I’ve signed the petitions to add my voice to the swell of Americans saying that the United States should not bomb Syria.
But that’s not enough. Hundreds of thousands of people are being killed by a brutal civil war, and millions (millions) have been turned into refugees. How can we possibly stand by and say “let them get on with it; when they are tired of killing and being killed, they will stop? it’s not our business”?
Because they are our fellow human beings, it is our business. But what can we do that isn’t at high risk of making the situation even worse than it is?
Following are suggestions that reflect my own thoughts. It’s not my own words, but I can’t say it better. I hope that won’t stop you from bothering to read it.
The tragic dilemma we now face is that the murderous Assad regime in Syria should have been overthrown long ago, but the U.S. has no moral standing or credibility to be the agent of that overthrow.
The U.S. interest in Syria is not perceived by much of the world as a human rights interest. If the U.S. cared about human rights, it would not have armed Saddam Hussein after he gassed the Kurds in Iraq, it would not still be arming the Egyptian military after its coup and murder of thousands, it would not be arming Israel without demanding that Israel end the occupation of the West Bank and Gaza and create a Palestinian state living in peace with Israel. The U.S., finally, would not have waited until one hundred thousand Syrians were killed to begin contemplating action against Assad.
Neither can nor should we be indifferent while watching as civilians are systematically murdered. The planet has shrunk to a size where we are in fact responsible for each other’s well-being and we must take that responsibility seriously.
What is needed is different strategic approach, an approach which is grounded in an expanded sense of moral imagination. Instead of trying to right every wrong at the moment, the U.S. should be involved in a global strategy to relieve the huge suffering of people on this planet.
Slow down the rush to militarism and instead let Obama use this moment to forge a whole new direction for the US’s role in the world. Congress would be wise to hold town hall meetings in every Congressional district to discuss the range of options before voting to support a military intervention.
In the fierce urgency of the current crisis in Syria, in which the U.N. is blocked from acting decisively because Russia and China will use their vetoes against any action that imperils Assad, President Obama should call a conclave of the world’s other countries, all of them, and let them together decide on what should be done with regard to saving the people of Syria from its rogue regime. The specific use of chemical weapons should be referred to the World Court for possible trial of whoever is responsible for that use in Syria.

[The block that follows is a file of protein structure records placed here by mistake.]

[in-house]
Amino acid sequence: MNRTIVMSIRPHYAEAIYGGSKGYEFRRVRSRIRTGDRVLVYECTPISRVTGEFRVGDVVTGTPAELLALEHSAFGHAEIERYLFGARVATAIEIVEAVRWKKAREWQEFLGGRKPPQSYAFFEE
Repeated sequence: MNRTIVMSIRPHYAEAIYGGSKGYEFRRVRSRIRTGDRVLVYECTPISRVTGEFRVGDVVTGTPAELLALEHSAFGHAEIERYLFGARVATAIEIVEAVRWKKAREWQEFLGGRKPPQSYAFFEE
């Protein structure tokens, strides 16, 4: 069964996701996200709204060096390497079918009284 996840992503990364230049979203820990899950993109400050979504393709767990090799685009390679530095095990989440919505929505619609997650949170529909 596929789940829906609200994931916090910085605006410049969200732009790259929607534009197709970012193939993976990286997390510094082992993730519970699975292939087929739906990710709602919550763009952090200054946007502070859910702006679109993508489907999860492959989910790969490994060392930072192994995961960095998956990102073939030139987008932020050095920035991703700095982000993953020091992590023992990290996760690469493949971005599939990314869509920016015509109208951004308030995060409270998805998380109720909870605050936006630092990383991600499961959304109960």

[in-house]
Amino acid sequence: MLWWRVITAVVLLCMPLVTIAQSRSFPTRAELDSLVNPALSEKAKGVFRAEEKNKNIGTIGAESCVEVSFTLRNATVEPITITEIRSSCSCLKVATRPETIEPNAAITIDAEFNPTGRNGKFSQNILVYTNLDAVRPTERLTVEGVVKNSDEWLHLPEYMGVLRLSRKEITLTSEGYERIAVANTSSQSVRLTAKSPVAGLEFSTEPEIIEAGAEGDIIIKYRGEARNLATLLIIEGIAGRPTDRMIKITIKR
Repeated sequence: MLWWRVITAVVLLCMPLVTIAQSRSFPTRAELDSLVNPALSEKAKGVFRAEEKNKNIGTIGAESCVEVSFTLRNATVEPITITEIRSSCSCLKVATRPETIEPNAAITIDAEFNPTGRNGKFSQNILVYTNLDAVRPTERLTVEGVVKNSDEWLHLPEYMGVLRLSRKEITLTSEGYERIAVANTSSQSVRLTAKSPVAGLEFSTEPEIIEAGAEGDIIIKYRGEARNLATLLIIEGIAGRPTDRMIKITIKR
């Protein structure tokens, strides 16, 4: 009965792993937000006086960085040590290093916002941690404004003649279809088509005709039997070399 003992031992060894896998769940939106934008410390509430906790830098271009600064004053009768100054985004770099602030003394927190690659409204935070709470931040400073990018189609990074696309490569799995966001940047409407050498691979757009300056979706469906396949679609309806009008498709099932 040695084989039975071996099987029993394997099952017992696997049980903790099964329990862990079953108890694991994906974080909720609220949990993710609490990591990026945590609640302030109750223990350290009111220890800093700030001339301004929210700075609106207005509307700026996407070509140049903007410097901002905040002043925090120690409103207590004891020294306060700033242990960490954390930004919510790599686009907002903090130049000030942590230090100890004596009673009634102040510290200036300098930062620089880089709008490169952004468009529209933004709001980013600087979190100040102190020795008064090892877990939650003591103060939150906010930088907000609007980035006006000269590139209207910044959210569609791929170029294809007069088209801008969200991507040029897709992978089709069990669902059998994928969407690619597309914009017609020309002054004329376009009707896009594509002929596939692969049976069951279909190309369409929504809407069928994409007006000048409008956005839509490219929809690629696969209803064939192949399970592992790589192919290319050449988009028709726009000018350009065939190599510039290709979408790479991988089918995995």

Meanwhile, the deliberations of a world conclave should be open to the public, democratic, and not controlled by the United States or other Western powers, or any one group. Let that body decide whether there should be an intervention, and if so, led by whom, with what short term and long-term goals, and what mechanisms to ensure those goals are achieved. This creates a de facto global forum such as the UN should have been, by eliminating the ability of the Great Powers to veto any decisions made by the people of the world. Hopefully, that global forum will come up with non-violent ways to hasten the end of the Assad regime. But if that body decides on an intervention, the Obama Administration should decide if it can bring the U.S. population along with that, in part by conducting public fora throughout the U.S. focused on the call for an intervention issued by the nations of the world participating in that open and democratic meeting. And if the people of the U.S. support it, then the U.S. should be part of that international intervention.
Clumsy? Undoubtedly. Postponing immediate action? Certainly. But this path would create a precedent precisely because it would slow down the hunger for more violence. It would allow the people of the world to introduce into that global forum the possibility of a different kind of logic in world affairs, a logic based on recognizing our mutual interdependence and mutual responsibility for the well-being of all.
This plan is not perfect, as many will readily point out. The governments of the world often do not actually represent their people, but often only an elite of wealth and power. The killing in Syria would not be stopped while the process went on. However, the Obama administration has all but explicitly said that the symbolic action they will take will not stop the killing either, nor would it overthrow the Assad government.
If President Obama were to use this moment to teach the world and the US about a new direction in dealing with the forces of evil, he could take his place among the great peacemakers of the human race.
In the fierce urgency of this moment we must look beyond the tired options and rhetoric that have brought us to this place. The options are only limited by the narrow visions of the elite and the powerful. The options are only limited by a discourse and set of assumptions that should have been replaced many decades if not centuries ago. If not now, when?
Aryeh Cohen is Professor of Rabbinic Literature at the American Jewish University, a contributing editor at Tikkun Magazine, and author most recently of Justice in the City. Rabbi Michael Lerner is editor of Tikkun Magazine and chair of the Network of Spiritual Progressives (which has developed a detailed plan for a Global Marshall Plan at www.tikkun.org/GMP). He is the author most recently ofEmbracing Israel/Palestine which you can order at www.tikkun.org/eip